On Friday Nov. 3, teachers and students gathered in one of the Nursing Building’s lecture halls to kick off Ethics Awareness week with a preamble event titled “The Ethics Bowl.” Organized largely by Dr. Walter Riker, UWG Professor of Philosophy, the Ethics Bowl presented a debate-like structure, with a very broad discussion prompt hinged on each team selecting an unanswered question, or issue, facing the world today.
“Ethics is about what is ultimately worth doing,” said Riker. “It has to do with right and wrong conduct, what it means to be a good person, and what sort of society we should have.
“I study and teach ethics and promote ethical thinking whenever I can,” continued Riker. “I thought a Faculty Ethics Bowl event would be a fun way to help promote civil discourse, active listening, and collaborative problem-solving in the UWG community.”
Indeed, the Ethics Bowl certainly stirred conversation and thought with Team 1, featuring Geography Professor Dr. Hannes Gerhardt, History Professor Dr. Elaine MacKinnon and Sociology Professor Neema Noori, and Team 2 featuring Economics Professor Dr. David Boldt, German Professor Dr. Felix Tweraser and Nursing Professor Dr. Katie Morales. The judges panel also consisted of faculty and staff being Philosophy Professor Dr. Robert Lane, Political Science Professor Dr. Salvador Peralta and Librarian Dr. Beth Sheppard.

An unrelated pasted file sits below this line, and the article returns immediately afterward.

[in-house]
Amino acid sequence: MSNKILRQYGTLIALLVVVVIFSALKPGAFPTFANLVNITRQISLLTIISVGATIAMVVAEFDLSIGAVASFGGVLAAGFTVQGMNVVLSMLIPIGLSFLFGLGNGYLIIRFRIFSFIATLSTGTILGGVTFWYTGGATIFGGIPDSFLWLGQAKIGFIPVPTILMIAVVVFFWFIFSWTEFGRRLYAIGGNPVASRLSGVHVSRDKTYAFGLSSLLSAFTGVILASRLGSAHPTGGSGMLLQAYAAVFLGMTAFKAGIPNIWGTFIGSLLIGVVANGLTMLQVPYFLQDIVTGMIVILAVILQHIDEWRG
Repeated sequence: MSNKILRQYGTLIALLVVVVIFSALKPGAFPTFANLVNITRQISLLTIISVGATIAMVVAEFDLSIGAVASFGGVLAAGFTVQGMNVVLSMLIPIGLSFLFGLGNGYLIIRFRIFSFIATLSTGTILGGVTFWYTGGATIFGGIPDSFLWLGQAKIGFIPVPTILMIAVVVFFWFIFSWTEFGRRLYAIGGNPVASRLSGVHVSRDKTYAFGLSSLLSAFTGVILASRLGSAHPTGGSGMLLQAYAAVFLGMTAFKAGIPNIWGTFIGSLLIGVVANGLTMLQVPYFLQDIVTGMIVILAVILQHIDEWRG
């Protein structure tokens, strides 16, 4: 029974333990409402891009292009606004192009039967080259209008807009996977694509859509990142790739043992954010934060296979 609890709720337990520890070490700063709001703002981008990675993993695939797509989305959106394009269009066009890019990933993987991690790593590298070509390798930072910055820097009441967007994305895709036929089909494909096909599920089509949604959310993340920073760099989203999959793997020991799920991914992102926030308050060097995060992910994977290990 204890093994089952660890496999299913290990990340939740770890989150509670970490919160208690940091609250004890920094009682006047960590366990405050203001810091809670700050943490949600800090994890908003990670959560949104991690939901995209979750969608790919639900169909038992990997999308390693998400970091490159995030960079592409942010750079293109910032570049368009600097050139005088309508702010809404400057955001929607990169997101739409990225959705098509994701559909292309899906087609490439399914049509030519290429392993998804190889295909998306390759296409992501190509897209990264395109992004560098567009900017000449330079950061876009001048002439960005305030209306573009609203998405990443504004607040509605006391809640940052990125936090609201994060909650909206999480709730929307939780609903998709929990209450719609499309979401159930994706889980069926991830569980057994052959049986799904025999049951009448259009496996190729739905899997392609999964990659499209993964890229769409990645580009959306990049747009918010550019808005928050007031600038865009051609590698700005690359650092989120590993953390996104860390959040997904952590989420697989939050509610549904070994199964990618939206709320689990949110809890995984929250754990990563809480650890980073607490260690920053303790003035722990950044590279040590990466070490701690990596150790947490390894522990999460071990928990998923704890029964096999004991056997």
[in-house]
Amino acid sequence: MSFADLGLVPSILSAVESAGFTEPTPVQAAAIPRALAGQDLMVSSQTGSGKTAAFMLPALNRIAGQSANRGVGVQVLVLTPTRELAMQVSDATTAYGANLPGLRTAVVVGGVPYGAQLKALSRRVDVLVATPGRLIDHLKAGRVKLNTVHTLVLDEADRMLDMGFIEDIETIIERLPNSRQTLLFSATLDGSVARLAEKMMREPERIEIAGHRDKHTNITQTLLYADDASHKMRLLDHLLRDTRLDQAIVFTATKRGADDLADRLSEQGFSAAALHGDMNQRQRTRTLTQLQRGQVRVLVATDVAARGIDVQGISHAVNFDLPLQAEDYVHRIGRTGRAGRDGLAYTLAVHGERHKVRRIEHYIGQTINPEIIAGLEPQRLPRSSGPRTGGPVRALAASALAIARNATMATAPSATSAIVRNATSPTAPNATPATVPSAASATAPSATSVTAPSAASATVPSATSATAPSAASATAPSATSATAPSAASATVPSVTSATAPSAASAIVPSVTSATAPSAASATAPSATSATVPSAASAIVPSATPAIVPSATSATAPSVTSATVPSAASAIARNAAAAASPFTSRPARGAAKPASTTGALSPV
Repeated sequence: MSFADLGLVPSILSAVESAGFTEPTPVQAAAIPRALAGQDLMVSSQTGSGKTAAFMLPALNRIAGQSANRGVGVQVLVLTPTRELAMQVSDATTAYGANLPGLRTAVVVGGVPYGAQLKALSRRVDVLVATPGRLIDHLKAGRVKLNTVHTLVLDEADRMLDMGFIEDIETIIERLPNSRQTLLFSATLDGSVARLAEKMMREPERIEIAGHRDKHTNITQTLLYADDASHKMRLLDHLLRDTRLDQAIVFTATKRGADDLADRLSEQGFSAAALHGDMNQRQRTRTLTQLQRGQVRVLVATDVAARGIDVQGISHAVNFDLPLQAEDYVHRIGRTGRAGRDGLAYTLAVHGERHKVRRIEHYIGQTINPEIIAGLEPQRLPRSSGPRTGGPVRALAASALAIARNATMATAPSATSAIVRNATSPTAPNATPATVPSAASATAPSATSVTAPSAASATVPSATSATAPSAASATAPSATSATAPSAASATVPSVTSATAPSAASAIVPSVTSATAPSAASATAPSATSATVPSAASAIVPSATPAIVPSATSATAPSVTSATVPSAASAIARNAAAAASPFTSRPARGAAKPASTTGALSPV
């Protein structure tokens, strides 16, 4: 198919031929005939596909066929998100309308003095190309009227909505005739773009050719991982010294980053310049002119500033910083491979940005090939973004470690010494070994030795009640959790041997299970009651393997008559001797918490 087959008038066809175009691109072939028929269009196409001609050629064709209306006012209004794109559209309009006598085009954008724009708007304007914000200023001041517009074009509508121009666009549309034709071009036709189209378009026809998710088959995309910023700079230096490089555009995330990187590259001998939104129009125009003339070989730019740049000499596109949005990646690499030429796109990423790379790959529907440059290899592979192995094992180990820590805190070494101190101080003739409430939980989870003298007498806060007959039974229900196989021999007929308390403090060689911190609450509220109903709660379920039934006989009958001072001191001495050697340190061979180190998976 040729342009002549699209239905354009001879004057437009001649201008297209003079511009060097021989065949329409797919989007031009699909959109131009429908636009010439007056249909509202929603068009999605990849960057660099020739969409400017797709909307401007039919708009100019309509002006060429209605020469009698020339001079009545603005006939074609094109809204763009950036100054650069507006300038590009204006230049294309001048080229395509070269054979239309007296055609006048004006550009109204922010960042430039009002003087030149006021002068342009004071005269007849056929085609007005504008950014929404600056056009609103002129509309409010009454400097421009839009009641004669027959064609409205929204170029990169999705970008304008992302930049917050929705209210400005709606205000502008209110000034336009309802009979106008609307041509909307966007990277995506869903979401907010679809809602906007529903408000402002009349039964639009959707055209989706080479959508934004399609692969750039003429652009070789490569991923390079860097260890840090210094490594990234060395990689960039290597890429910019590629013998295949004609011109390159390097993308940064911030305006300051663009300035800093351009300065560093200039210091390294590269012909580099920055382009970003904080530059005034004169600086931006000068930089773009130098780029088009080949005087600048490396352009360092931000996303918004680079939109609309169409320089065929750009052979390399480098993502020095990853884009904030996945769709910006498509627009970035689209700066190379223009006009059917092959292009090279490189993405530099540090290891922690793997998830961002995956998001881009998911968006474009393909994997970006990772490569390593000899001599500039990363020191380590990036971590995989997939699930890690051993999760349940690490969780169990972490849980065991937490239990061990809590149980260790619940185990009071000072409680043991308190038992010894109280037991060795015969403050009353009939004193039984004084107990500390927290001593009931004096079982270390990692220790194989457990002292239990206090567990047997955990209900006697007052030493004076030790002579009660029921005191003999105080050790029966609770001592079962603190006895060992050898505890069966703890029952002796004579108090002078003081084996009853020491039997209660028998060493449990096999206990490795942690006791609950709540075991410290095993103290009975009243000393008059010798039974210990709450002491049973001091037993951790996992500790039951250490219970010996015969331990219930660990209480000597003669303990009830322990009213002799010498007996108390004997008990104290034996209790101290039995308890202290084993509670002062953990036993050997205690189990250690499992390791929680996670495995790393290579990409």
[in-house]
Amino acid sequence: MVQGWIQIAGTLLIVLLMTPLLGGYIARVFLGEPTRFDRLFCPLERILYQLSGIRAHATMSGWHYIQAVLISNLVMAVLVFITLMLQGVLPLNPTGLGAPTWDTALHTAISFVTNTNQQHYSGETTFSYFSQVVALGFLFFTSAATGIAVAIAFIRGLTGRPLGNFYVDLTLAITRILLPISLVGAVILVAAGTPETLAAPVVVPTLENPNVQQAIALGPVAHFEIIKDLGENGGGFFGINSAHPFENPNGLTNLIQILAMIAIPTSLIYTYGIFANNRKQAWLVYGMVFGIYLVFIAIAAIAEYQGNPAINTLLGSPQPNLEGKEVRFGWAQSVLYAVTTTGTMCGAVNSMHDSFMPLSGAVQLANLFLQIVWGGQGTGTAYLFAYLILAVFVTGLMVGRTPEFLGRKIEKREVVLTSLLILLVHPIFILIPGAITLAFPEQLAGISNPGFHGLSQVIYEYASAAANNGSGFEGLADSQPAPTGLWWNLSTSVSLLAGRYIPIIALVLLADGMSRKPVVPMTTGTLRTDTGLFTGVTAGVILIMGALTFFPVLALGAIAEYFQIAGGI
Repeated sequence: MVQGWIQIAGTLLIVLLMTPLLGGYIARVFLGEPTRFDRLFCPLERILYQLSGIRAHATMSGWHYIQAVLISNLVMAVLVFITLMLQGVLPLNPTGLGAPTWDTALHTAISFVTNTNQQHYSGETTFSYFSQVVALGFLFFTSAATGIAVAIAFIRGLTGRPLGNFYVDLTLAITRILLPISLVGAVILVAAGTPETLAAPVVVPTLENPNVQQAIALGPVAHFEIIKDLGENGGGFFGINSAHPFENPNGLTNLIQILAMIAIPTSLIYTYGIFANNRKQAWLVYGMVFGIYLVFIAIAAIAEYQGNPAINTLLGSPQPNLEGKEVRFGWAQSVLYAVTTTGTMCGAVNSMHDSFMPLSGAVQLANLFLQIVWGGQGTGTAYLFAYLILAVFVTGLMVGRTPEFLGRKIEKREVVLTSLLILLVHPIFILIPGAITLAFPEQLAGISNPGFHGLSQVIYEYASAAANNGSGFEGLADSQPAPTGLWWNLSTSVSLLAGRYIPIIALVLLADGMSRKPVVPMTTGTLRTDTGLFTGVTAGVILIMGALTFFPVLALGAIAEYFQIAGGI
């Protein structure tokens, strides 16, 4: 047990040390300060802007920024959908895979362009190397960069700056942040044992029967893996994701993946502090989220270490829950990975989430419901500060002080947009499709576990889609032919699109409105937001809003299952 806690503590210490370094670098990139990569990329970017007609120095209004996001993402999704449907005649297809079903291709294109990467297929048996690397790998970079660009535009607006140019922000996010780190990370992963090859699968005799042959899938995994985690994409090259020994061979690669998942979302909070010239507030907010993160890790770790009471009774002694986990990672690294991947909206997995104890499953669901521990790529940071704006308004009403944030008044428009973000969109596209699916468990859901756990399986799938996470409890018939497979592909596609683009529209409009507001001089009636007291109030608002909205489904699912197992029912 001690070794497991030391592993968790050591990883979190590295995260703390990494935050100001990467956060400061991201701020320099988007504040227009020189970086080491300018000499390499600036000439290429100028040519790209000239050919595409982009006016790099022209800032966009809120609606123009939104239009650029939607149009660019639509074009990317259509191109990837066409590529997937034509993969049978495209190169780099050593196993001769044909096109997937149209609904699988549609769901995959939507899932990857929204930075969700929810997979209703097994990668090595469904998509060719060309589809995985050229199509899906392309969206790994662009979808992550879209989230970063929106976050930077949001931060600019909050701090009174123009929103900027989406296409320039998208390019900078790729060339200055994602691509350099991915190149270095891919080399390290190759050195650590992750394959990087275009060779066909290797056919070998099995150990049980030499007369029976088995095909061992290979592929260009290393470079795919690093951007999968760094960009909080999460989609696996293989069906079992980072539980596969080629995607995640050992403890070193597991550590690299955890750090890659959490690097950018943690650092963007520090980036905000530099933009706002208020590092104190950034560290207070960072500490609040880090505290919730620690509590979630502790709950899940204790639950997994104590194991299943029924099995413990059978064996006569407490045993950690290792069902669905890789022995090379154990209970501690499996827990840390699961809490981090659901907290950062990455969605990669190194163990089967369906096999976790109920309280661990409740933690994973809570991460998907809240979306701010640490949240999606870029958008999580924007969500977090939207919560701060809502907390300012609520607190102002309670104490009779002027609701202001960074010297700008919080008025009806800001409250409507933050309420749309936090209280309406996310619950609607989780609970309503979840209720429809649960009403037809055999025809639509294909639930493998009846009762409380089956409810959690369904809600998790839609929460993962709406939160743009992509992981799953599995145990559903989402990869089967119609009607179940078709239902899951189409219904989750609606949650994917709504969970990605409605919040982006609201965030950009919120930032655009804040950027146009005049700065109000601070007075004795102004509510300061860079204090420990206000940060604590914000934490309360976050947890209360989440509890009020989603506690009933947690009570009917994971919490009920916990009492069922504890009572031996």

With the very vague prompt of finding a “big question” to world problems, Team 1 posed the inquiry of “Why can’t we all just get along?” while Team 2 chose to pinpoint “poverty” as the greatest issue.
“The topic was broad on purpose,” said Riker. “UWG faculty do a lot of jobs on campus, and one of them is to think about and write about big questions. We invited faculty from nine different fields on purpose … I thought it would be interesting to have a lot of different people work on some big questions together.”
With the faculty and topics set, the day of the Ethics Bowl, a large handful of students, faculty and staff filled the Lecture Hall in the Nursing Building. Many students attended to support their professors and perhaps others stayed for the raffle, but in the end, the panel discussion seemed to hold audience attention.
When each panel had finished their back and forth, and after a Q&A session, the judges and the audience voted to see who “won” in terms of which argument and issue seemed more sound. Interestingly, the judges voted 2-1 in favor of Team 1, whereas the audience voted for Team 2 by a landslide of raised hands.
“I was pleased with how things turned out,” said Riker. “This is the first time we’ve tried this, so I did not know what to expect.”
The event certainly stirred conversation and readied UWG for Ethics Awareness Week the following week which featured panels and presentations each day including a “Chancellor’s Panel” and an ethics-trivia on the Grassy Triangle which awarded prizes to students.
Every year UWG, along with 25 other institutions in the University System of Georgia, host Ethics Awareness Week to encourage students to think critically and engage in conversations respectfully.
Riker is hopeful to hold another Ethics Bowl in the future and to get more students involved, not just with the event and with ethical conversation in general.